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The Daily Tar Heel

UNC Grabs Kick, Victory In Final Minutes

No one in Kenan Stadium -- not even the players on the field -- knew what was going on at the bottom of the pile at midfield.

But when North Carolina cornerback Kevin Knight emerged from the fray with the football, UNC coach John Bunting and the rest of his Tar Heels could finally breathe a deep sigh of relief.

Knight covered David Greene's onside kick after it took a high bounce and tipped off the fingers of several members of UNC's hands team, securing the Tar Heels' possession and allowing the team to run out the clock in the final minute of its 30-24 victory against Virginia.

"I just saw the ball go up and hit one of our players," Knight said. "I was running to the other side to protect whoever had the ball, and I saw the ball come out, so I just jumped over it."

The play marked the second time in two weeks that UNC had to recover an onside kick to assure itself of a victory and capped a strong effort by the Tar Heels' special teams against the Cavaliers.

Unlike Sam Aiken's relatively simple onside kick recovery against East Carolina last week, Knight's play was shrouded in controversy.

When Knight jumped on the ball, several UVa. players, including cornerback Almondo Curry, started a pile on top of Knight.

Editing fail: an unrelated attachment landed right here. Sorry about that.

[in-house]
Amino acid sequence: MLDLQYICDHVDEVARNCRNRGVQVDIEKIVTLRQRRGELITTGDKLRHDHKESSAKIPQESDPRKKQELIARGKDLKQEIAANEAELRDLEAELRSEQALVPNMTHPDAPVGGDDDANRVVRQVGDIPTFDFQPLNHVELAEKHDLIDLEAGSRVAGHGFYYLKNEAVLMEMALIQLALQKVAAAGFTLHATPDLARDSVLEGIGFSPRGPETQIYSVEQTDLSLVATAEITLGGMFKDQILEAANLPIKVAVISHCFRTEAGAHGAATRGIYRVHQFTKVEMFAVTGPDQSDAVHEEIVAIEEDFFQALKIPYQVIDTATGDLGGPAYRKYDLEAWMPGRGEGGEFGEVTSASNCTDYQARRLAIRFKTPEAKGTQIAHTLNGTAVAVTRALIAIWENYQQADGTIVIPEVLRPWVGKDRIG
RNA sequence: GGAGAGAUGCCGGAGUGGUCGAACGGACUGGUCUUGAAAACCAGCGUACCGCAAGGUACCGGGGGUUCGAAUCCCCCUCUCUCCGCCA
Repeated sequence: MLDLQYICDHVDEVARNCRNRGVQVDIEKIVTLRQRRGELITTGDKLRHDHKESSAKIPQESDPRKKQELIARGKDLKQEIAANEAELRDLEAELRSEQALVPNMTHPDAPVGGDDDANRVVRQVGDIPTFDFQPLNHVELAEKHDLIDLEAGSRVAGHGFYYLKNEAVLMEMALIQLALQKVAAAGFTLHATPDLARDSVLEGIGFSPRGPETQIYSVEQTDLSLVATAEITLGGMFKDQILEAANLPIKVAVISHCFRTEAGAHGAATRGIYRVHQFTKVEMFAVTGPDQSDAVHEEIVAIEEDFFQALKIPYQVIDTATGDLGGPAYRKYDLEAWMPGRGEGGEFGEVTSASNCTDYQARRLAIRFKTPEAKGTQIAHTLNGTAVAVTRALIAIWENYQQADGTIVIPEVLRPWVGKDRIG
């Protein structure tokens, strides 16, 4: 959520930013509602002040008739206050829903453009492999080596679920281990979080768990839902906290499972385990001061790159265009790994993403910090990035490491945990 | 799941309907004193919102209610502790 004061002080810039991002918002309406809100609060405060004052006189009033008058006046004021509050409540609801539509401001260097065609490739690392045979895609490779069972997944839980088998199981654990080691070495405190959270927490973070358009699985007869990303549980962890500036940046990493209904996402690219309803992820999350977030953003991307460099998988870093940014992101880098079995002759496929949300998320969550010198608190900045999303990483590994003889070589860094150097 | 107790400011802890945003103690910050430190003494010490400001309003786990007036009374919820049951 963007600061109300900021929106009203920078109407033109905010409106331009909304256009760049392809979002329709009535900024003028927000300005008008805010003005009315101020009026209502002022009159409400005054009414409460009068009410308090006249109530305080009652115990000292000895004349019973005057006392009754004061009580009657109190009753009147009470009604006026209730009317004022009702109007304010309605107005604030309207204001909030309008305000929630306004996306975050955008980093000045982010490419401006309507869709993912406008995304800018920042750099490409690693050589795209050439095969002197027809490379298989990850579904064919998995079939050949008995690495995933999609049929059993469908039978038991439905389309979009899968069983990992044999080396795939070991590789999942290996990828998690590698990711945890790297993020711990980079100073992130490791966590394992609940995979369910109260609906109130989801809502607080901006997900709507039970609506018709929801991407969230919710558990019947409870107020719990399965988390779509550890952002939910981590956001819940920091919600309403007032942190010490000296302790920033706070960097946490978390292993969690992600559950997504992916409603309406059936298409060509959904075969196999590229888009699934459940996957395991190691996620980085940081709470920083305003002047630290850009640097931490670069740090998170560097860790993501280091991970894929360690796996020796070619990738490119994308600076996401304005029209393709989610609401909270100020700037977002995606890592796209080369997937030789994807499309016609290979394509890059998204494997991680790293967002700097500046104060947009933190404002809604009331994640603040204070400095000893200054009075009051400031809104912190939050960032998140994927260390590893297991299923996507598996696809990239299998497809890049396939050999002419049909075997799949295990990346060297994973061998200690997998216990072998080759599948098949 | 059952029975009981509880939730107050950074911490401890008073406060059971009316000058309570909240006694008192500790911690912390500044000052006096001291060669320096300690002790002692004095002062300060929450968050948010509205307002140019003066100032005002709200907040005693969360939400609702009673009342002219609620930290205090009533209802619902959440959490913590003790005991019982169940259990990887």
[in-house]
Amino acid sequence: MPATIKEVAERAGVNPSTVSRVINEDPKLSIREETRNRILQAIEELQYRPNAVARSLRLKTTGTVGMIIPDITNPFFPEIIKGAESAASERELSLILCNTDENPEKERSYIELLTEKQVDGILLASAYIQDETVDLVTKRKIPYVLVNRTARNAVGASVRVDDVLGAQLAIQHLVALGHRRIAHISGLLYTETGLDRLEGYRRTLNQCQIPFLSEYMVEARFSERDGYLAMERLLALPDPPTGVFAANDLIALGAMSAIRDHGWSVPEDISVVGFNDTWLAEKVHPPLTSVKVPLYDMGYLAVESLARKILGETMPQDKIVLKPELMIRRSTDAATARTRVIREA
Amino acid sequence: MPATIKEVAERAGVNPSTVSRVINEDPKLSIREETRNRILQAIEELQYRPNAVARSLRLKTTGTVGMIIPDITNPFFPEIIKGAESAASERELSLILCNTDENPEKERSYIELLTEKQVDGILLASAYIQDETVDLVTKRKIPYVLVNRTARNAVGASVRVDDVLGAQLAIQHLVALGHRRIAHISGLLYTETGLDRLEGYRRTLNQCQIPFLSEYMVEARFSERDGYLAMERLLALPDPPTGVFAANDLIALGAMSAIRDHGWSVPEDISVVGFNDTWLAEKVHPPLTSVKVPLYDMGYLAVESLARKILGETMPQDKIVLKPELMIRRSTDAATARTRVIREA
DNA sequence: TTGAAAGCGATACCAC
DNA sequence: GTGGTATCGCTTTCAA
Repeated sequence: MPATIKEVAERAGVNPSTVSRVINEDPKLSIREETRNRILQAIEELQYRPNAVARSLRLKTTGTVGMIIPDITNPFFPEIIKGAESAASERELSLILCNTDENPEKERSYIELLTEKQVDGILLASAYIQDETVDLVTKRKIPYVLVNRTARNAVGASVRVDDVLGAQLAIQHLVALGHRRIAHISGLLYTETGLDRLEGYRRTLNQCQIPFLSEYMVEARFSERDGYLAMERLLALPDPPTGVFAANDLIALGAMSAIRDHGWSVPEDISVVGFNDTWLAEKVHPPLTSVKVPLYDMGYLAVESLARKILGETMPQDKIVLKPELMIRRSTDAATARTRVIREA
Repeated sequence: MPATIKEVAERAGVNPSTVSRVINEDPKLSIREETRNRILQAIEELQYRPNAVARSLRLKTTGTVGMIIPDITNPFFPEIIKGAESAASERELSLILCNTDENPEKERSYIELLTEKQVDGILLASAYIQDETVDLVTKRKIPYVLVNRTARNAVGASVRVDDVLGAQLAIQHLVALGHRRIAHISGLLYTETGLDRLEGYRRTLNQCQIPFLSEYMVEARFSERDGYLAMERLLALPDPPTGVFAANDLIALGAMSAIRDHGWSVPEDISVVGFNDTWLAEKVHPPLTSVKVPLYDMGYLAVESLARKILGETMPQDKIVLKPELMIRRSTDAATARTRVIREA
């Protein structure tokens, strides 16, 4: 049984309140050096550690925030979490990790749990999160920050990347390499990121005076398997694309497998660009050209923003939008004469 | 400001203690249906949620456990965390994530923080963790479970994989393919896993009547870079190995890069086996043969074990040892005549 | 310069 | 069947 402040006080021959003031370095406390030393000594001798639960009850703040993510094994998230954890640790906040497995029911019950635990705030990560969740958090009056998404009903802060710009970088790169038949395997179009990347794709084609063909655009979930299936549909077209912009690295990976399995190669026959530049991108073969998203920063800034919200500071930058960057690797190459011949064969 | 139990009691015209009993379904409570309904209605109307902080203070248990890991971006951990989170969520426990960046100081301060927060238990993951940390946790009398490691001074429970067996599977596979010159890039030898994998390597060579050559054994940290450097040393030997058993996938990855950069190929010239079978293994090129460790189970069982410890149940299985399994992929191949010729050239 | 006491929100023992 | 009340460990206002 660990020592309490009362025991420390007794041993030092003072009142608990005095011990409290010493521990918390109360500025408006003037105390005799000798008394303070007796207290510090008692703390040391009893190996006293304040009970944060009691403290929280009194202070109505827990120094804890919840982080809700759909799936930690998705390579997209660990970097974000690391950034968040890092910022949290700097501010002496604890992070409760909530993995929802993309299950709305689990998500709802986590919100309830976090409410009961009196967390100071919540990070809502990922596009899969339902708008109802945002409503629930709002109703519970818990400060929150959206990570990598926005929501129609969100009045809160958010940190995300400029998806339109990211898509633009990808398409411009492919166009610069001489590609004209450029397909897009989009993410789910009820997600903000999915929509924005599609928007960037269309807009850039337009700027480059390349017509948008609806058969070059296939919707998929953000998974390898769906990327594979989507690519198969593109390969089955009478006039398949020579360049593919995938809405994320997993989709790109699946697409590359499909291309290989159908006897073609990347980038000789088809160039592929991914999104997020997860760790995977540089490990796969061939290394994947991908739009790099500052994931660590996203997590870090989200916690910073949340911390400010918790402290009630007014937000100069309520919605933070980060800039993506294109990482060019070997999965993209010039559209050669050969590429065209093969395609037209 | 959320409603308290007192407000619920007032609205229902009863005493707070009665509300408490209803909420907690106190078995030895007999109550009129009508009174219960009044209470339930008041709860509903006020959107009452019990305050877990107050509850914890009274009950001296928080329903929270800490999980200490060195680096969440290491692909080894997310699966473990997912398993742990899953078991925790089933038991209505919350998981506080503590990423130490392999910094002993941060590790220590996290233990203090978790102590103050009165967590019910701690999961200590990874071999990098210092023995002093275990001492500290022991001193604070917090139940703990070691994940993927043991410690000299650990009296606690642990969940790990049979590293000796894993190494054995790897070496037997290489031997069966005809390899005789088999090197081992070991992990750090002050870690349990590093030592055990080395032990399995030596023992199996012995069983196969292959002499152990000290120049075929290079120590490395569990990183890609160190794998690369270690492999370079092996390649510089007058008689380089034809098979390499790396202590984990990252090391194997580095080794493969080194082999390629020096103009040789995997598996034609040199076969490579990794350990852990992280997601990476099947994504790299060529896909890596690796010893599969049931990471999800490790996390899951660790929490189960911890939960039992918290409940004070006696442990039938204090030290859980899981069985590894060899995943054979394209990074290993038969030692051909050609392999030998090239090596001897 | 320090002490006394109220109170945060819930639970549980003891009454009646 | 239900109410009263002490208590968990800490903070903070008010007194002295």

After that, all bets were off.

"Their players were fighting, pushing, kicking, doing everything to get the ball," Knight said. "Other people were just jumping over the pile. It was crazy at the bottom of the pile."

Virginia's tactics almost worked. Shortly after the first couple of players started to come off the top of the pile, an official signalled that the Cavaliers had regained possession of the ball.

A number of UVa. players shot out of the pack at midfield, running toward their sideline with their arms up in triumph. Kenan Stadium grew quiet.

"I could not see what was going on," said Bunting, who added that one of his staff members in the sky boxes thought the Cavaliers had recovered the ball. "We were ready to go out there and play defense."

But Knight, Curry and a slew of other players were still in the pile, wrestling for the ball. Soon thereafter, the officials overruled the original call and awarded possession, and peace of mind, to North Carolina.

Curry, who at one point had the ball in his hands, and several other Cavaliers cried foul after the game.

"I thought it was ours the whole time," Curry said. "A Carolina guy dove for it, the ball popped out as he was diving, and I just grabbed it."

Although the Tar Heels were relieved to have secured the win, defensive end Julius Peppers said the game shouldn't have come down to that final play.

"We need to go ahead and win the game and not have to worry about all the drama, the late drama, at the end of the game," he said. "We need to put it away and take care of the ball."

The Sports Editor can be reached at sports@unc.edu.

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